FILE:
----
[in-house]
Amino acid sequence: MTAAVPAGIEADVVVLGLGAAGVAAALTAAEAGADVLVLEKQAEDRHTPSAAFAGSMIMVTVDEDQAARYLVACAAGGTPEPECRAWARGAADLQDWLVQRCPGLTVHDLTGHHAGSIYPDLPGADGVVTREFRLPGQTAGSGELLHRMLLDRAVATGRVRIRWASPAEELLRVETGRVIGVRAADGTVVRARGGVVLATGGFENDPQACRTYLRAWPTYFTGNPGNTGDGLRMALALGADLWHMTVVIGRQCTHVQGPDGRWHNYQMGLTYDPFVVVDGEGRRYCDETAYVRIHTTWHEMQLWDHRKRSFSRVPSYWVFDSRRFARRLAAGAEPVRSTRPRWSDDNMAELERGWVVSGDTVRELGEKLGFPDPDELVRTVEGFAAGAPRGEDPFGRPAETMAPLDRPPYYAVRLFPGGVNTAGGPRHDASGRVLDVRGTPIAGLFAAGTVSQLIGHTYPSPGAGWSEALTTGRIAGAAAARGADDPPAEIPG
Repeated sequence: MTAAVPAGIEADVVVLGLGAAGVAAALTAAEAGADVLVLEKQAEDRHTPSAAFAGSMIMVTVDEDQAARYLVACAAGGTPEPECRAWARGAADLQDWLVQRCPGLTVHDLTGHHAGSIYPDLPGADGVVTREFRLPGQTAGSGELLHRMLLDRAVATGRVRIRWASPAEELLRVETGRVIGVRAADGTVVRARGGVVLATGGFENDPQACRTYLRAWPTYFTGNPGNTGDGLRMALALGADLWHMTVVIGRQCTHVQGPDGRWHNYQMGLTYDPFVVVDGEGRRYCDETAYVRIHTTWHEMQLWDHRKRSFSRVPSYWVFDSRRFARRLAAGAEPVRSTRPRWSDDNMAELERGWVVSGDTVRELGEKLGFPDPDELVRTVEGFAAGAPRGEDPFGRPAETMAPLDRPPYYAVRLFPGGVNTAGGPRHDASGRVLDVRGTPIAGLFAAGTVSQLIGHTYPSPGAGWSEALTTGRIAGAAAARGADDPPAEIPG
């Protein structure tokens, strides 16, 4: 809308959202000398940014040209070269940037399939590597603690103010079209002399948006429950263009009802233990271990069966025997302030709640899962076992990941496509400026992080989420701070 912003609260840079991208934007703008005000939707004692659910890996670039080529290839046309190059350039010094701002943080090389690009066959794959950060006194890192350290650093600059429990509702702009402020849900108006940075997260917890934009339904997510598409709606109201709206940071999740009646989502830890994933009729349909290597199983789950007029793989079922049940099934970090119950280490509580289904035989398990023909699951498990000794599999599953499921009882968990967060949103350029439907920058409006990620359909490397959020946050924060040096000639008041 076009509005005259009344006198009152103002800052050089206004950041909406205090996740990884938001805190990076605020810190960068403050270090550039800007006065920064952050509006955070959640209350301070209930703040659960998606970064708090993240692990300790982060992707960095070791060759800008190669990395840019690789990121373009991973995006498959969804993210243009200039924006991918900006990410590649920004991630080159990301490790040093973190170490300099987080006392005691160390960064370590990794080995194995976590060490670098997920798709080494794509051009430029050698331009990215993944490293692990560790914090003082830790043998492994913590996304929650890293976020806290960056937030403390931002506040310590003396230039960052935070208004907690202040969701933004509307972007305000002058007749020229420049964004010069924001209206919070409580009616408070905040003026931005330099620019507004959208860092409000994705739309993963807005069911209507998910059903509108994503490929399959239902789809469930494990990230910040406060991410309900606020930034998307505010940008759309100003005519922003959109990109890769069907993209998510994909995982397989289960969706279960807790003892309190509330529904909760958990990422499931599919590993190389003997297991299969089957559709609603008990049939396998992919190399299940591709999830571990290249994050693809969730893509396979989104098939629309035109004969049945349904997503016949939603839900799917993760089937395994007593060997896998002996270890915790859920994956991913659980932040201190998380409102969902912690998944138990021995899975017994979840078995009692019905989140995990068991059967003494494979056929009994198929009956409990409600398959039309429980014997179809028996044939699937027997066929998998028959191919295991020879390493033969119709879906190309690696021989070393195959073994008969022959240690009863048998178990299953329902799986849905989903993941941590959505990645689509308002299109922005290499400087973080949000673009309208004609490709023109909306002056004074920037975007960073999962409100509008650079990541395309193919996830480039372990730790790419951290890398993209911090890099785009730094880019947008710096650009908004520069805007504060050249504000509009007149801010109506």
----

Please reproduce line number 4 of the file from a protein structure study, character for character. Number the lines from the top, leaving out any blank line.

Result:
């Protein structure tokens, strides 16, 4: 809308959202000398940014040209070269940037399939590597603690103010079209002399948006429950263009009802233990271990069966025997302030709640899962076992990941496509400026992080989420701070 912003609260840079991208934007703008005000939707004692659910890996670039080529290839046309190059350039010094701002943080090389690009066959794959950060006194890192350290650093600059429990509702702009402020849900108006940075997260917890934009339904997510598409709606109201709206940071999740009646989502830890994933009729349909290597199983789950007029793989079922049940099934970090119950280490509580289904035989398990023909699951498990000794599999599953499921009882968990967060949103350029439907920058409006990620359909490397959020946050924060040096000639008041 076009509005005259009344006198009152103002800052050089206004950041909406205090996740990884938001805190990076605020810190960068403050270090550039800007006065920064952050509006955070959640209350301070209930703040659960998606970064708090993240692990300790982060992707960095070791060759800008190669990395840019690789990121373009991973995006498959969804993210243009200039924006991918900006990410590649920004991630080159990301490790040093973190170490300099987080006392005691160390960064370590990794080995194995976590060490670098997920798709080494794509051009430029050698331009990215993944490293692990560790914090003082830790043998492994913590996304929650890293976020806290960056937030403390931002506040310590003396230039960052935070208004907690202040969701933004509307972007305000002058007749020229420049964004010069924001209206919070409580009616408070905040003026931005330099620019507004959208860092409000994705739309993963807005069911209507998910059903509108994503490929399959239902789809469930494990990230910040406060991410309900606020930034998307505010940008759309100003005519922003959109990109890769069907993209998510994909995982397989289960969706279960807790003892309190509330529904909760958990990422499931599919590993190389003997297991299969089957559709609603008990049939396998992919190399299940591709999830571990290249994050693809969730893509396979989104098939629309035109004969049945349904997503016949939603839900799917993760089937395994007593060997896998002996270890915790859920994956991913659980932040201190998380409102969902912690998944138990021995899975017994979840078995009692019905989140995990068991059967003494494979056929009994198929009956409990409600398959039309429980014997179809028996044939699937027997066929998998028959191919295991020879390493033969119709879906190309690696021989070393195959073994008969022959240690009863048998178990299953329902799986849905989903993941941590959505990645689509308002299109922005290499400087973080949000673009309208004609490709023109909306002056004074920037975007960073999962409100509008650079990541395309193919996830480039372990730790790419951290890398993209911090890099785009730094880019947008710096650009908004520069805007504060050249504000509009007149801010109506």